Case-in-point: In the past, ANICO's IT department didnt know what devices independent field agents were using. Now ANICO knows agents predominately use iPhones followed by Androids and iPads, based on logs and metrics gleaned whenever devices connect to the mobile site.
Knowing what devices are being used means Walton can direct limited development resources to those specific platforms. She can also get a feel for what the fallout may be by not directing resources at other platforms.
Walton can also direct resources at functionality that agents want. "As we start pushing more capability out there, we'll see more requests come in," she says. "That's good because then we can give them the capabilities that they actually want."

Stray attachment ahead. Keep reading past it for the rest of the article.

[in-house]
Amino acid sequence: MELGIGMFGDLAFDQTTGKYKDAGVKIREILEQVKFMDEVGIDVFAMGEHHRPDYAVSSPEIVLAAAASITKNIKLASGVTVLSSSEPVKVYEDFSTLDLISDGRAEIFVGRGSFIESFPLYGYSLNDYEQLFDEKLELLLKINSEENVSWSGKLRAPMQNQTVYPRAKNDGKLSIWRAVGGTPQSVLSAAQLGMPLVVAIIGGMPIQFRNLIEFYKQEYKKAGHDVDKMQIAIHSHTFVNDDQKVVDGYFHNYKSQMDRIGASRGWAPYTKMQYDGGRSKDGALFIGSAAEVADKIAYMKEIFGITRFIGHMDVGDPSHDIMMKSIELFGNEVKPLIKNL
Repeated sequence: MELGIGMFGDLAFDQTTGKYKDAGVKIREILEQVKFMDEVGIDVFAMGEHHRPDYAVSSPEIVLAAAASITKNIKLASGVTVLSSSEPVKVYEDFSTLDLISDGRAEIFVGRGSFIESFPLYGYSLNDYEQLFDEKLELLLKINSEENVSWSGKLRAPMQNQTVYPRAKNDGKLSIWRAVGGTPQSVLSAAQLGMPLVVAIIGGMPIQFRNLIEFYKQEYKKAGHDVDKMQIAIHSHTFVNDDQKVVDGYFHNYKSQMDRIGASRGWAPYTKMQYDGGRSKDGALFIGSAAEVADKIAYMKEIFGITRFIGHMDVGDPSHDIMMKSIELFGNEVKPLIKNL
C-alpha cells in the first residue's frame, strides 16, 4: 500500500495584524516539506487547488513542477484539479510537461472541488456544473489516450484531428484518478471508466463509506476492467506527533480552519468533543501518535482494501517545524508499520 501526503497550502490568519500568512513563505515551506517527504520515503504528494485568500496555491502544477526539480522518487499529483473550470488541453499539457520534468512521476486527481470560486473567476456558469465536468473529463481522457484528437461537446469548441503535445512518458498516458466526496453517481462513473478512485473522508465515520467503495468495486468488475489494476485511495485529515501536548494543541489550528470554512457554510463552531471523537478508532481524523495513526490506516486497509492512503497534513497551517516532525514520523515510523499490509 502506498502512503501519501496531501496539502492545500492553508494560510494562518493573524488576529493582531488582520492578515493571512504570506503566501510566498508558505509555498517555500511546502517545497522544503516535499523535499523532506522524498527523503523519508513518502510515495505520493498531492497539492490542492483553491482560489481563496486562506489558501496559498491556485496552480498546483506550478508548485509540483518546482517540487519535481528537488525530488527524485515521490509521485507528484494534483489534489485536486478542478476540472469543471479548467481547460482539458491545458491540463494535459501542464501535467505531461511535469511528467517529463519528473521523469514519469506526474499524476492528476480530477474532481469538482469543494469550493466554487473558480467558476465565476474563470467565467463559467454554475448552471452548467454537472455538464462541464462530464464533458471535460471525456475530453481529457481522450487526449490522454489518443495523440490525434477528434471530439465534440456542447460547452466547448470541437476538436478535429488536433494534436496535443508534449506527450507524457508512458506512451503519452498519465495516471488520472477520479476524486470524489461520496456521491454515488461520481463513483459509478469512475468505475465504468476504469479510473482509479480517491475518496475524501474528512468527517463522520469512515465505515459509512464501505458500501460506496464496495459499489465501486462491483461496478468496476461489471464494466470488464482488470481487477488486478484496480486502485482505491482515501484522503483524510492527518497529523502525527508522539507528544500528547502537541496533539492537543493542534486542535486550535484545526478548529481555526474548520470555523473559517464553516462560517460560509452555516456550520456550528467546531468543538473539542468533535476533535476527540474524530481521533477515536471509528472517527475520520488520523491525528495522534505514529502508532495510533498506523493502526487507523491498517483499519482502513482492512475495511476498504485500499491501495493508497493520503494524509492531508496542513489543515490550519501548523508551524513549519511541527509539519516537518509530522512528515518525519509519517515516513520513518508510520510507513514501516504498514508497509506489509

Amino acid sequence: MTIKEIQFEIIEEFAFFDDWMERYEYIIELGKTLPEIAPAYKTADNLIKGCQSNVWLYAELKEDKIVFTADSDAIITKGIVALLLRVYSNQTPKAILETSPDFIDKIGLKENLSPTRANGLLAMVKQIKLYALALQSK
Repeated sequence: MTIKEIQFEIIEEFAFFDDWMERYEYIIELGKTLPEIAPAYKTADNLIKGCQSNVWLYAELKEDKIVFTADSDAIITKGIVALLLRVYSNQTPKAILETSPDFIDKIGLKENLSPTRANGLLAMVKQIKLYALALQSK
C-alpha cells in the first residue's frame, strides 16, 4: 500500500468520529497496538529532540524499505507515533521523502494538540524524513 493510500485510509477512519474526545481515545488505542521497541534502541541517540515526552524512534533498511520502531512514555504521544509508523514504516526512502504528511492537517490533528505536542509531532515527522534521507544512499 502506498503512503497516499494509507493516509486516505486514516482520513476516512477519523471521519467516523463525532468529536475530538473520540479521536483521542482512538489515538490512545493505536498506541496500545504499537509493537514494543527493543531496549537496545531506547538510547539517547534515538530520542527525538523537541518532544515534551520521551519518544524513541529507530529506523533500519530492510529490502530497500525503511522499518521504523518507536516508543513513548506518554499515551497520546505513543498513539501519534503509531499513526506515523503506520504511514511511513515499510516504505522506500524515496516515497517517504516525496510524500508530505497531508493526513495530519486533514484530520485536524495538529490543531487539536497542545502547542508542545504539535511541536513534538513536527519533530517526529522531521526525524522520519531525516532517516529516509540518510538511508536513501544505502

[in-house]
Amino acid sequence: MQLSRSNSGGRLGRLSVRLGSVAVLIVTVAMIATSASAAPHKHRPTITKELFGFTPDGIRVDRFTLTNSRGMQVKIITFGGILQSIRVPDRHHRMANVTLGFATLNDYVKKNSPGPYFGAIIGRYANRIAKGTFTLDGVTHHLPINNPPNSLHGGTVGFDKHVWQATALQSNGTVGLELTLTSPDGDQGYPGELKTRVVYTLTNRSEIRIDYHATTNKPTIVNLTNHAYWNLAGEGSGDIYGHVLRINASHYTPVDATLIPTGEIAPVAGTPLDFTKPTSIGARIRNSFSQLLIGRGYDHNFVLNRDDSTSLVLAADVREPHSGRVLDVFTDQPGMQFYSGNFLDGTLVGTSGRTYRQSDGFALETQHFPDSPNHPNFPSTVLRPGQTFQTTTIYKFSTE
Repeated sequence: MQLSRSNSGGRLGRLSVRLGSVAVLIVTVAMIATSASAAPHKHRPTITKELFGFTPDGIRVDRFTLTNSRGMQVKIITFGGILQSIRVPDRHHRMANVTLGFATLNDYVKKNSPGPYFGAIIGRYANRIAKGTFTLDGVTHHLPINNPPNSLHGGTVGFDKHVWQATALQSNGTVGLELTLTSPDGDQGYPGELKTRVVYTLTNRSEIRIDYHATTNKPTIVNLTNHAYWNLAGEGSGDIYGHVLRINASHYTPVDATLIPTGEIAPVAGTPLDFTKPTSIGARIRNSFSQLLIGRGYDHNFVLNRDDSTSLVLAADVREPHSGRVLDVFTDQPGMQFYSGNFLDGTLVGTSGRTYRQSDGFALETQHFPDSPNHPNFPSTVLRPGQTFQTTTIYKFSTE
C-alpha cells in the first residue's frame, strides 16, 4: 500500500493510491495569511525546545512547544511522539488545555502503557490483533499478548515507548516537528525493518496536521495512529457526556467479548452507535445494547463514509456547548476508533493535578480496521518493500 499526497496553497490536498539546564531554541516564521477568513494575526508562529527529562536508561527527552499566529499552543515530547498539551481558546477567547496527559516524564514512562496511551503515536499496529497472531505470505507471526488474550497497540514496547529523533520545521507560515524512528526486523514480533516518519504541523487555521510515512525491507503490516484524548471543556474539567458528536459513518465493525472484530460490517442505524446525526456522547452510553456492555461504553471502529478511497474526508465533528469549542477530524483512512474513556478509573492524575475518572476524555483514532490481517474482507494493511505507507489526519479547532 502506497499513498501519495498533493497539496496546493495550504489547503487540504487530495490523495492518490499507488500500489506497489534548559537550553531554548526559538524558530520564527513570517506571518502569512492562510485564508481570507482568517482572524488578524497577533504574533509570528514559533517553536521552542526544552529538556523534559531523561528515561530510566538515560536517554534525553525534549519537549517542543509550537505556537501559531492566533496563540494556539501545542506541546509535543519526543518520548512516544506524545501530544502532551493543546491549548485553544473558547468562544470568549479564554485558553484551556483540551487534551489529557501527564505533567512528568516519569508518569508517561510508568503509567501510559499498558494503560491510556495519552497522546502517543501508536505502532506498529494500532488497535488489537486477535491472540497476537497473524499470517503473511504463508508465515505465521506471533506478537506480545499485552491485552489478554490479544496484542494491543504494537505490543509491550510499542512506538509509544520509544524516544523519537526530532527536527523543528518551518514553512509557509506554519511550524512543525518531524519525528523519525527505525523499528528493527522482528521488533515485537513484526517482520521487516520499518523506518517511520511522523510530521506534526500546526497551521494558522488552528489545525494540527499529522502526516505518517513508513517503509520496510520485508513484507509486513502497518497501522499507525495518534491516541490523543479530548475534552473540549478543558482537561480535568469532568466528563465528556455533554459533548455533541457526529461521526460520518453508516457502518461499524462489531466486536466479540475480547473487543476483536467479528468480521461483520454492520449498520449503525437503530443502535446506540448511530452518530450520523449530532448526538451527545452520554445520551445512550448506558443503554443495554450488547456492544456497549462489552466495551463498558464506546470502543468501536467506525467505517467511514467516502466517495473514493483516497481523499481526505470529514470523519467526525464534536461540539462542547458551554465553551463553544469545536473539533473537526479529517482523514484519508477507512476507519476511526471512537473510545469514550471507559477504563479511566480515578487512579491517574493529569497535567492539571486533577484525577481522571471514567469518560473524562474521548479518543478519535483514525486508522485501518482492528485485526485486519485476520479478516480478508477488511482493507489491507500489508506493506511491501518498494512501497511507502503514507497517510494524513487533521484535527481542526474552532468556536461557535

By the end of the year, Walton expects 50% of employed agents using the site regularly. Its too early to tell what direction ANICO will take in its mobile strategy, but one thing is for certain: Mobility will be a big part of the discussion in almost everything IT does, she says.
"Down the road, I can see us possibly writing a hybrid or native app," Walton says. "Going from mobile Web app to native or hybrid, we can leverage the code we have today. Weve prototyped what a native app might look like."
Tom Kaneshige covers Apple and Consumerization of IT for CIO.com. Follow Tom on Twitter @kaneshige. Follow everything from CIO.com on Twitter @CIOonline and on Facebook. Email Tom at firstname.lastname@example.org
Read more about mobile/wireless in CIO's Mobile/Wireless Drilldown.